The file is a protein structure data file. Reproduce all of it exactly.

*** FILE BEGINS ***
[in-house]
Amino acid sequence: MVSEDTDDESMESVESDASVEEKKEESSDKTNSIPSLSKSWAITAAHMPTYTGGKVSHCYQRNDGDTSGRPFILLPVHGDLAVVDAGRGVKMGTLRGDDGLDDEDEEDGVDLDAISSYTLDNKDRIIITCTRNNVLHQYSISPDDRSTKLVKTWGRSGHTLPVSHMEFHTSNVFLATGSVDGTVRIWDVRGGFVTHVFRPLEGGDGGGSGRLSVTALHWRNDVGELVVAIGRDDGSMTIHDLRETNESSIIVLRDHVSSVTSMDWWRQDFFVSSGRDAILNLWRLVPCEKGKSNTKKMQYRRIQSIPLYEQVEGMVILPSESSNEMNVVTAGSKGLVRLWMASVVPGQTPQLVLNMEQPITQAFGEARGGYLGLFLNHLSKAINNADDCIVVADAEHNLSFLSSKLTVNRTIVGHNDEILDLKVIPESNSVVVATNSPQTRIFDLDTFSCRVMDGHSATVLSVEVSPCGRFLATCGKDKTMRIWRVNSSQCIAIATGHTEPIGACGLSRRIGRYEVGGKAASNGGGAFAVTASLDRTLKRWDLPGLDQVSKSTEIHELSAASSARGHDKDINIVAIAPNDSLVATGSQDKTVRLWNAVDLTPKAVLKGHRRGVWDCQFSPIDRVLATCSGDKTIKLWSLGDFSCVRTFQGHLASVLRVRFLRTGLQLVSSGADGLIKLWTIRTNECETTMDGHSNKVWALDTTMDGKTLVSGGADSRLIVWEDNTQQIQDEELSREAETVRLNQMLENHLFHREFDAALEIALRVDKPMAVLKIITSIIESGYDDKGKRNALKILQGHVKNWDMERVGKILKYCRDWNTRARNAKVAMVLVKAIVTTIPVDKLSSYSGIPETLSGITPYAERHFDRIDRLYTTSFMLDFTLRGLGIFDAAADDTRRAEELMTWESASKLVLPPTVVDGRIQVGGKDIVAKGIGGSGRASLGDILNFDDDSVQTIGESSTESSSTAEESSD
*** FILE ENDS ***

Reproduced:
[in-house]
Amino acid sequence: MVSEDTDDESMESVESDASVEEKKEESSDKTNSIPSLSKSWAITAAHMPTYTGGKVSHCYQRNDGDTSGRPFILLPVHGDLAVVDAGRGVKMGTLRGDDGLDDEDEEDGVDLDAISSYTLDNKDRIIITCTRNNVLHQYSISPDDRSTKLVKTWGRSGHTLPVSHMEFHTSNVFLATGSVDGTVRIWDVRGGFVTHVFRPLEGGDGGGSGRLSVTALHWRNDVGELVVAIGRDDGSMTIHDLRETNESSIIVLRDHVSSVTSMDWWRQDFFVSSGRDAILNLWRLVPCEKGKSNTKKMQYRRIQSIPLYEQVEGMVILPSESSNEMNVVTAGSKGLVRLWMASVVPGQTPQLVLNMEQPITQAFGEARGGYLGLFLNHLSKAINNADDCIVVADAEHNLSFLSSKLTVNRTIVGHNDEILDLKVIPESNSVVVATNSPQTRIFDLDTFSCRVMDGHSATVLSVEVSPCGRFLATCGKDKTMRIWRVNSSQCIAIATGHTEPIGACGLSRRIGRYEVGGKAASNGGGAFAVTASLDRTLKRWDLPGLDQVSKSTEIHELSAASSARGHDKDINIVAIAPNDSLVATGSQDKTVRLWNAVDLTPKAVLKGHRRGVWDCQFSPIDRVLATCSGDKTIKLWSLGDFSCVRTFQGHLASVLRVRFLRTGLQLVSSGADGLIKLWTIRTNECETTMDGHSNKVWALDTTMDGKTLVSGGADSRLIVWEDNTQQIQDEELSREAETVRLNQMLENHLFHREFDAALEIALRVDKPMAVLKIITSIIESGYDDKGKRNALKILQGHVKNWDMERVGKILKYCRDWNTRARNAKVAMVLVKAIVTTIPVDKLSSYSGIPETLSGITPYAERHFDRIDRLYTTSFMLDFTLRGLGIFDAAADDTRRAEELMTWESASKLVLPPTVVDGRIQVGGKDIVAKGIGGSGRASLGDILNFDDDSVQTIGESSTESSSTAEESSD